Alexi serendipitously came to the software development world from a career in Human Resources where she'd begun to code out of the desire to improve workflow and efficiency. After a few years in the .NET world as the principal creator of the NCCICredit system for National Credit Center, having seen the pain of lack of structure and automated testing, she gravitated to Ruby and Rails and has worked with this framework up to the present. In every position or gig she's held, it always was the devops side which was most attractive. Fast forward to 2017, after being hired on contract as a developer for SnappyTV by Twitter, when the SRE for the team left, she begged for the role and got it. Since then it's been all about Puppet, Centos, working through exciting and serial challenges up to the present.
Session: Brownfield Terraform Implementation on Multiple AWS Regions (Twitter's SnappyTV)
I took on the sole SRE role for Twitter's SnappyTV 18 months ago, and learned Puppet and our other management tools however, when we needed to up our security game as well as take advantage of new AWS features such as new instance sizes, we really needed a tool which would allow us (okay, me) to document and make consistent and easy the roll-out of 9 new VPCs on 9 separate AWS regions, as well as to formalize and clean up our security groups on the same regions worldwide for our non-VPC networks, and pave the way for more consistency on the infrastructure level.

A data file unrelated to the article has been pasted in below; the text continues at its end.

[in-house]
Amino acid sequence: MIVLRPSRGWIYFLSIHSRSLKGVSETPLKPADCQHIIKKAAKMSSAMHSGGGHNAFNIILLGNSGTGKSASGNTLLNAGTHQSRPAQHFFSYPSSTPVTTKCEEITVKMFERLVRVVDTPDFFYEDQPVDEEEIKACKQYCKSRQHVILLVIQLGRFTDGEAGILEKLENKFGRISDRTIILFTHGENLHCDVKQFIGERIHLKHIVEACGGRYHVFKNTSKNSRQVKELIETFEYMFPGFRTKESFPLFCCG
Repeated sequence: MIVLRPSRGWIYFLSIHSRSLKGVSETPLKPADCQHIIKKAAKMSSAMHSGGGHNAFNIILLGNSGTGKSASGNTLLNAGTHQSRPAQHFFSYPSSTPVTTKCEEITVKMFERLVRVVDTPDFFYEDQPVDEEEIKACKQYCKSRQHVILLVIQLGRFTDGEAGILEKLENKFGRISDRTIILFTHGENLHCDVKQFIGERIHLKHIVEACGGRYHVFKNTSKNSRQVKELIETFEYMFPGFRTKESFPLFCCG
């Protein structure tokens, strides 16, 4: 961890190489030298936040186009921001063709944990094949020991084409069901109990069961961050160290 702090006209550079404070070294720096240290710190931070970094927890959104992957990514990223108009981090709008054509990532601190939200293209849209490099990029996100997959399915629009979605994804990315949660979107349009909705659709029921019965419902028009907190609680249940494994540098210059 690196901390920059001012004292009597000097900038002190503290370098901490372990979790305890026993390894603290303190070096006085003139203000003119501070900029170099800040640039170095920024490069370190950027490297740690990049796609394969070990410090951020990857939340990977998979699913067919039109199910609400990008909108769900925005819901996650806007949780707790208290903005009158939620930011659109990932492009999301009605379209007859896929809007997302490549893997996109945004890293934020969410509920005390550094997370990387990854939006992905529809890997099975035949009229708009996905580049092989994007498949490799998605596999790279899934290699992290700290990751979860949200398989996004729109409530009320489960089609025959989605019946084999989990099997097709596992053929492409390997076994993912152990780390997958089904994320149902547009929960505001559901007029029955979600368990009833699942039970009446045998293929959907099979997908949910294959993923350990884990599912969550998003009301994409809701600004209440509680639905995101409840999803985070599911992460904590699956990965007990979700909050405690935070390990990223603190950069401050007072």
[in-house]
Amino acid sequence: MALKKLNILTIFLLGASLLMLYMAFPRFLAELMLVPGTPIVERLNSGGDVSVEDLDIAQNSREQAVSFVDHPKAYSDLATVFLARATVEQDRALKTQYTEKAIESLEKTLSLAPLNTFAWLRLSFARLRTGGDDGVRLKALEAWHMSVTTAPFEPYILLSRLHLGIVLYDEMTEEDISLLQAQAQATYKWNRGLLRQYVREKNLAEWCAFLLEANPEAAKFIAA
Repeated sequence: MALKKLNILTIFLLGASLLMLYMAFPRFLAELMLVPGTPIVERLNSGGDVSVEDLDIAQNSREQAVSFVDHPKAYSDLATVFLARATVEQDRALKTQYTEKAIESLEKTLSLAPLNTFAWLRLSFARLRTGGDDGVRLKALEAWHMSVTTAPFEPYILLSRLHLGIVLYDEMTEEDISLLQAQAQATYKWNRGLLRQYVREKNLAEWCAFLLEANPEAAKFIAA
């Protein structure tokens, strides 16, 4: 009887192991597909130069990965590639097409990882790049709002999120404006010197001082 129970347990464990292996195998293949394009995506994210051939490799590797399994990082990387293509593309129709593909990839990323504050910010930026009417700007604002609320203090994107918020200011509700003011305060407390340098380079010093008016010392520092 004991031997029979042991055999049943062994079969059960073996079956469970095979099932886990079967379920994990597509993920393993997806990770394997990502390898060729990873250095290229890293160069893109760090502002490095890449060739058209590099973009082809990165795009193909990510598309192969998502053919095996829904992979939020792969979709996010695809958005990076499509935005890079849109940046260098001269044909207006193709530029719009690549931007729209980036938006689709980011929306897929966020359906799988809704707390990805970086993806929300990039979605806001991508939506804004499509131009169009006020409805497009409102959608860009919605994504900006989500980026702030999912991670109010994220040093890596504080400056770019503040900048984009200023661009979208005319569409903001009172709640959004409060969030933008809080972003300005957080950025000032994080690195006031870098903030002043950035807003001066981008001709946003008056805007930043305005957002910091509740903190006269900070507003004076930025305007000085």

This talk can definitely be worked to be an intro to infrastructure as code (i.e. why and how) or more advanced talk on our emerging structure, lessons learned and dealing with multiple AWS regions. I'm open to either. Really passionate about infra as code (as well Puppet, anything that automates provisioning and consistency). By conference time (which will be after the end of my two year contract with Twitter) I will have had another six months to formulate lessons learned and probably learnings about migrating Terraform 0.11 to 0.12 which looks like it will be a major positive for us.
SnappyTV is an online and real-time video ingest, editing and sharing application acquired by Twitter several years ago. We run ~200 static server instances and up to an additional 1000 dynamic instances depending on load. Generates significant revenue for Twitter (I'd have to check what I can/not say in this area specifically). I have been the sole SRE/Devops engineer on this project since late 2017. http://snappytv.com/